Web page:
The Irish Rogue

The Irish Rogue Ailis O Neill is not the average Dublin society miss She spends her time teaching English to the Gaelic peasants and painting the local wildlife But with her brother running for British Parliament on

  • Title: The Irish Rogue
  • Author: Emma Jensen
  • ISBN: 9780451198730
  • Page: 120
  • Format: Paperback
  • Ailis O Neill is not the average Dublin society miss She spends her time teaching English to the Gaelic peasants and painting the local wildlife But with her brother running for British Parliament on behalf of Ireland, Ailis is expected to socialize with the political set Her disdain for the English partisans is evident, but no so than her disdain for Lord Clane LAilis O Neill is not the average Dublin society miss She spends her time teaching English to the Gaelic peasants and painting the local wildlife But with her brother running for British Parliament on behalf of Ireland, Ailis is expected to socialize with the political set Her disdain for the English partisans is evident, but no so than her disdain for Lord Clane Little does she realize that Lord Clane was once An C The Hound a notorious highwayman who stole from the wealthy British and gave to the Irish poor Hailed as a hero especially by Ailis his current reputation is less than heroic for someone is impersonating An C and tarnishing his noble image Exposing the imposter will mean damaging the Irish cause, and Lord Clane has than his reputation to think of he has Ailis heart.

    One thought on “The Irish Rogue”

    1. Emma Jensen is one of those authors who's not writing anymore, and I mourn her absence. She knows how to write a very involving, enjoyable love story. The dialogue is excellent, and the chemistry between Christor and Ailis was outstanding. There were moments that got downright steamy, although this is definitely a sweet romance. It's all about description of feelings and the way the couple interacts that gives a book a steam factor for this reader. And some pretty sizzling kissing scenes. Ms. Je [...]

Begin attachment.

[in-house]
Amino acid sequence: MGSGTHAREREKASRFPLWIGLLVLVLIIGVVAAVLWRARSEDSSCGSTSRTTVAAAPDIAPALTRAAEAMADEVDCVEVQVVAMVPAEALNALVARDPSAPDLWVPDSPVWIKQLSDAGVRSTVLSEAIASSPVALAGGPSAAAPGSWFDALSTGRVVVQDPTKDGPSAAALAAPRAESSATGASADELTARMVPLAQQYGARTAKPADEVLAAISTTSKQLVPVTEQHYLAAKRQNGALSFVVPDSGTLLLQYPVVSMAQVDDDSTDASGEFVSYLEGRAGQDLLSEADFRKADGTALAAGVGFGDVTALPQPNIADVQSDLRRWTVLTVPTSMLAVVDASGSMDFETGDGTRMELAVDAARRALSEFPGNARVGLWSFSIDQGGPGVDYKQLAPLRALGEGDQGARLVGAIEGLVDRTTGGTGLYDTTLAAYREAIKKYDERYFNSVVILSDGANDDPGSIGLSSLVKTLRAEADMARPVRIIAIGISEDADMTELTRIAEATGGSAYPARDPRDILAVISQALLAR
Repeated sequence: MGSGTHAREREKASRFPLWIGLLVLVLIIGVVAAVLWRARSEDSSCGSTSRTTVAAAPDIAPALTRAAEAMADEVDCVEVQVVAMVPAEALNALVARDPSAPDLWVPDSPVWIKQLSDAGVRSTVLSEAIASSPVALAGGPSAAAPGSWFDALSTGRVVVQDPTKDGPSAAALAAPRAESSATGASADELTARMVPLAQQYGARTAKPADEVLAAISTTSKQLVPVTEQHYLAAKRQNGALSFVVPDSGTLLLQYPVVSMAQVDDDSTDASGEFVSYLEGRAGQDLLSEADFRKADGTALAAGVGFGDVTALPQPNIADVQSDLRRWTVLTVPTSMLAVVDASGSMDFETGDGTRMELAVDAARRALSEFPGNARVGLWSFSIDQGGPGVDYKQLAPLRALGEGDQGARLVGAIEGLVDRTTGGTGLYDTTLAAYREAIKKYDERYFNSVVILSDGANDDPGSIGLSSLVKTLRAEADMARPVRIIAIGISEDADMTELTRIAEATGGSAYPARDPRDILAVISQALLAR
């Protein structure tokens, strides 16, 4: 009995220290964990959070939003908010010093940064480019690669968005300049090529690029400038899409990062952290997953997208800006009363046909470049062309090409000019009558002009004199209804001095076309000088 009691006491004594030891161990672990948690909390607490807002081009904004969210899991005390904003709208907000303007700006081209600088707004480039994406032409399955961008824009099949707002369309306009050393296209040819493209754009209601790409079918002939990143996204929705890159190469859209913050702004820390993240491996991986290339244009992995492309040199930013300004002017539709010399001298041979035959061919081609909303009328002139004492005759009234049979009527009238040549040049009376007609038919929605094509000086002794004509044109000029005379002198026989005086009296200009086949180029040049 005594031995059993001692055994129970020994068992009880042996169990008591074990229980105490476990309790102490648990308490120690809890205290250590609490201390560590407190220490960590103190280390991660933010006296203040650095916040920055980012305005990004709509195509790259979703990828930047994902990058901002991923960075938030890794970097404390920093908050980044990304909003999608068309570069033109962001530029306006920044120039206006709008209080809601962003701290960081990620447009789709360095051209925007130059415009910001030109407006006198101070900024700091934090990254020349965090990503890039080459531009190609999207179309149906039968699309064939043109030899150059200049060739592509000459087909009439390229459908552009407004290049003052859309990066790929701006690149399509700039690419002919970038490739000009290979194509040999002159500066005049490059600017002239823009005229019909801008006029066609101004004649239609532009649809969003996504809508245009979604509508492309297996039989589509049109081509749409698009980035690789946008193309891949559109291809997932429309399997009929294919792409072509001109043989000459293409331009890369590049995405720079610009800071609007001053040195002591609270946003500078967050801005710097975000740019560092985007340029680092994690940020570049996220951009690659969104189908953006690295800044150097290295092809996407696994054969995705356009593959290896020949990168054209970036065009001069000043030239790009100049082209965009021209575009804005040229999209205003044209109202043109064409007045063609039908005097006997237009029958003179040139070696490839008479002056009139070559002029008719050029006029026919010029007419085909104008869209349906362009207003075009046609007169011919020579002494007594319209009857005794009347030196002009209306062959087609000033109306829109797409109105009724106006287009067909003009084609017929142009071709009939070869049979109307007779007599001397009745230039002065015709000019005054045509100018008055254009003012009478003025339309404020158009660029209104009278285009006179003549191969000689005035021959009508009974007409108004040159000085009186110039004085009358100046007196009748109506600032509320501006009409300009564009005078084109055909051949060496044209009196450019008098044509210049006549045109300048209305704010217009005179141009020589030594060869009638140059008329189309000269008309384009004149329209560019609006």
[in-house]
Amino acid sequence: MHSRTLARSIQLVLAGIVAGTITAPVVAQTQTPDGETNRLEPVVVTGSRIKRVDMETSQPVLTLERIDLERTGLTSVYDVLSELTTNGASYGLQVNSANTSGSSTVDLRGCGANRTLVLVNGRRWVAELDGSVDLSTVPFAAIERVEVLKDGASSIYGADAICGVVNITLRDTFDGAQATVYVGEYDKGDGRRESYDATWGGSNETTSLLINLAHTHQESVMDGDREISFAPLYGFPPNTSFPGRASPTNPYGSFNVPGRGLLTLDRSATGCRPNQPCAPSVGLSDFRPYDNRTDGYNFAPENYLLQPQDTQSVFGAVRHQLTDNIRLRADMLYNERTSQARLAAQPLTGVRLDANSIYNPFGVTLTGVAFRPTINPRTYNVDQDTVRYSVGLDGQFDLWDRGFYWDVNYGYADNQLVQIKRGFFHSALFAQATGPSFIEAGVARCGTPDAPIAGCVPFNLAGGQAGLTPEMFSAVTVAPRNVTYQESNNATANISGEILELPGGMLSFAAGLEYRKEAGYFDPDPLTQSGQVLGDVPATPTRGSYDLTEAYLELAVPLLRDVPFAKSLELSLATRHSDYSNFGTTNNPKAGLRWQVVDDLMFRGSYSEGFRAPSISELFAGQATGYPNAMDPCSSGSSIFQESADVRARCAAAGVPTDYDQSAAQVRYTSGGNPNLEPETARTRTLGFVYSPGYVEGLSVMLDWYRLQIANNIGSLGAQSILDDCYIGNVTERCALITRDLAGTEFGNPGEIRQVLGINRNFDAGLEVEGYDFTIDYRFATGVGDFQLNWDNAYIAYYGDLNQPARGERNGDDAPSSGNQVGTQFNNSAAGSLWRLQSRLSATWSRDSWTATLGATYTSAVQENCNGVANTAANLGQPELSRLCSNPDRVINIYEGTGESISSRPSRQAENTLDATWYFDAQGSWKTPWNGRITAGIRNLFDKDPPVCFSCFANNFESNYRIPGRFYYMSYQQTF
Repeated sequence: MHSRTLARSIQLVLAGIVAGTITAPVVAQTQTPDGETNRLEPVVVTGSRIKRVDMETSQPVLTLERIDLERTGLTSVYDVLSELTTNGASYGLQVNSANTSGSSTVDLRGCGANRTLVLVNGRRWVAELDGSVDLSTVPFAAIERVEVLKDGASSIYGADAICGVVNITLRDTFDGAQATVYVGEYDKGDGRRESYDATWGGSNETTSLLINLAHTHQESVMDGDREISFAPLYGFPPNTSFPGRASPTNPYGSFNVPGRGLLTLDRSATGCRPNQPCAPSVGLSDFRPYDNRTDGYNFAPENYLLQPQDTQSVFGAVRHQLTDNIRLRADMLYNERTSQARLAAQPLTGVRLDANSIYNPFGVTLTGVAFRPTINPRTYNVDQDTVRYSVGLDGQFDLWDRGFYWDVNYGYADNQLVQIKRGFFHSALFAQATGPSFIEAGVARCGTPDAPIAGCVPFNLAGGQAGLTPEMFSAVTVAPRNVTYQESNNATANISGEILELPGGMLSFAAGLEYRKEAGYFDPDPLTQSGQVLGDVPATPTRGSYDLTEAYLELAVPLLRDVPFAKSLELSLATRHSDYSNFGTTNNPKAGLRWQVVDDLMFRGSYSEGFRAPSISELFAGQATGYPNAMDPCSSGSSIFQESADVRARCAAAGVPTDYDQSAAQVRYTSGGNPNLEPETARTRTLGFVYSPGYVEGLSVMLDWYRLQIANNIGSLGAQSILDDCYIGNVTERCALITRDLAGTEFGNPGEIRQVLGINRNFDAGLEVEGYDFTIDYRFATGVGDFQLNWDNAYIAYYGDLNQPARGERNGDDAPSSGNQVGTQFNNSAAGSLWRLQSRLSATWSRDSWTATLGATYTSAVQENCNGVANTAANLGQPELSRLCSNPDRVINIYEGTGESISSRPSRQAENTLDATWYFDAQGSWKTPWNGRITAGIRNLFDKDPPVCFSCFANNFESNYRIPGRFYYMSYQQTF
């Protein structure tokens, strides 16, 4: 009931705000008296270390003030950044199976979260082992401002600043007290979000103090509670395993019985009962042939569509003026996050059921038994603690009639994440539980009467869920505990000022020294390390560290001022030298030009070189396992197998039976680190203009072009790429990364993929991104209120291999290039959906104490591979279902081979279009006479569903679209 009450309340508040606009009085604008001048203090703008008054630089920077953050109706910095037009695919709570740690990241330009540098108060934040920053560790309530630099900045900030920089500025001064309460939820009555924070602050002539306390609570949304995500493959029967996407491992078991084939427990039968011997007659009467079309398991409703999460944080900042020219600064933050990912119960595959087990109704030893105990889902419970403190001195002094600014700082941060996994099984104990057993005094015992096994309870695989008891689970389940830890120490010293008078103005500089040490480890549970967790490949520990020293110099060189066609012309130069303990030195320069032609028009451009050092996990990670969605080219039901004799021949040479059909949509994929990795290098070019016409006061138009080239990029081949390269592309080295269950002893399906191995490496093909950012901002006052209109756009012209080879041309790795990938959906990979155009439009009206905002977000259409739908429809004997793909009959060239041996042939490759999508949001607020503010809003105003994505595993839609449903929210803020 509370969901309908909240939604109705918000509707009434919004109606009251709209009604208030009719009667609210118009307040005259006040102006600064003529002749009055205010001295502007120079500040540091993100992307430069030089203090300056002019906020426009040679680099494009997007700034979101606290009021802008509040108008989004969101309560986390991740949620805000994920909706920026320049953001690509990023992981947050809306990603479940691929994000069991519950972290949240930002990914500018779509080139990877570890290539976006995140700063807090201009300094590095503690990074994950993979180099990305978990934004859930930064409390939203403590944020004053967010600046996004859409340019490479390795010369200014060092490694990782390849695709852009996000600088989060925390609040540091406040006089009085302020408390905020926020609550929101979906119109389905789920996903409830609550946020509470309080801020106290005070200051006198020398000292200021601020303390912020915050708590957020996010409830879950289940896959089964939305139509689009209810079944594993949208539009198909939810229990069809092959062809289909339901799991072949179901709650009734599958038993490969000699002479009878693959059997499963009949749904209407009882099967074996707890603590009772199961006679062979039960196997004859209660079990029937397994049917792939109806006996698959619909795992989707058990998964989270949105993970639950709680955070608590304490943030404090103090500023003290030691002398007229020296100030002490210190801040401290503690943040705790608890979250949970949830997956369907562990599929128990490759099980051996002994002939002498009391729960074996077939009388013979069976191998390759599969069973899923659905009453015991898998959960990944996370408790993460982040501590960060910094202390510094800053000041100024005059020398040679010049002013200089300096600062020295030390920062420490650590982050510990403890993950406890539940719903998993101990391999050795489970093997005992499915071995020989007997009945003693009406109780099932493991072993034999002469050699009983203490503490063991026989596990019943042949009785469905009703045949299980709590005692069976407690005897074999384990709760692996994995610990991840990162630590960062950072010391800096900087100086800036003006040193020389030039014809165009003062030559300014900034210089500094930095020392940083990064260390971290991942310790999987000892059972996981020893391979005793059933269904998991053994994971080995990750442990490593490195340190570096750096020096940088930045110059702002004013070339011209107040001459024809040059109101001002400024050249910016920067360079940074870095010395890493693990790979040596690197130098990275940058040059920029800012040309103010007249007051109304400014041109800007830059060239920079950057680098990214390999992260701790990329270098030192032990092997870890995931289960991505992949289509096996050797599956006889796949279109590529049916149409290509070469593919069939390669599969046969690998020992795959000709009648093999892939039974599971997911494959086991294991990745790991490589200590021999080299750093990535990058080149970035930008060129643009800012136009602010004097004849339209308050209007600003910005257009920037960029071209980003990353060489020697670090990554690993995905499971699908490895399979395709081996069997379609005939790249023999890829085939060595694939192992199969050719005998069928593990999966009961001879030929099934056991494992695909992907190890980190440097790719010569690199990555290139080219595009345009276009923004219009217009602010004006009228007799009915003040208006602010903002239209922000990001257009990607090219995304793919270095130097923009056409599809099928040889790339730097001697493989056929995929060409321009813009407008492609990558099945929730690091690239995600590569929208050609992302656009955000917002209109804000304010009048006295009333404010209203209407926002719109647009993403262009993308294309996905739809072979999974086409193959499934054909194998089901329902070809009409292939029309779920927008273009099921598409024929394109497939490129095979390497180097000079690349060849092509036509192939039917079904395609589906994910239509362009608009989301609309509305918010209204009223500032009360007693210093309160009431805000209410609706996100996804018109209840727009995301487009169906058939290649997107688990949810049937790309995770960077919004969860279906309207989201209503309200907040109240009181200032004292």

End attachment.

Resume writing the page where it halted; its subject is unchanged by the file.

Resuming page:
2. look I know I just started a new job and all but here me out: what if I went back to Ireland on Monday instead. What. If.

    3. This book had great promise but failed to live up to it's potential. I loved the heroine. She is fiercely independent, smart, witty and passionate. I could easily identify with her and I think if I were a 19th century Irish gentry woman, I would be a lot like her. The hero has potential to be great. Like the heroine, he's deeply passionate and caring. He starts to bear his soul to her and I can see why they would love each other, but then the book derails from there. Christor acts like a gorilla [...]

    4. I just reread this book, which I had on my keeper shelf. I wondered whether I'd still like it ten years after the first read. And yes, it's still that good. First, I love the hero. Second, the setting in Dublin is really well done. It's rare to find a Regency, trad or otherwise, set in Ireland. Although there is a highwayman element, which I usually find contrived, in this case, it's set in the hero's past. And it works. Finally, Jensen has done a great job with the sexual tension and it's great [...]

    5. Clean by the barest of standards. No pun intended. They don't do anything, but make little comments and have inappropriate thoughts. He does dip too low for a kiss once and is interrupted. Clean? You be the judge.

    6. This book comes to me by way of Katelynne- thank you for the borrow!!! Now I don't read too many romance books but I more than appreciated being taken back to Dublin. Nothing like Irish speech patterns to jog my memory- fantastic! :)

    Leave a Reply

    Your email address will not be published. Required fields are marked *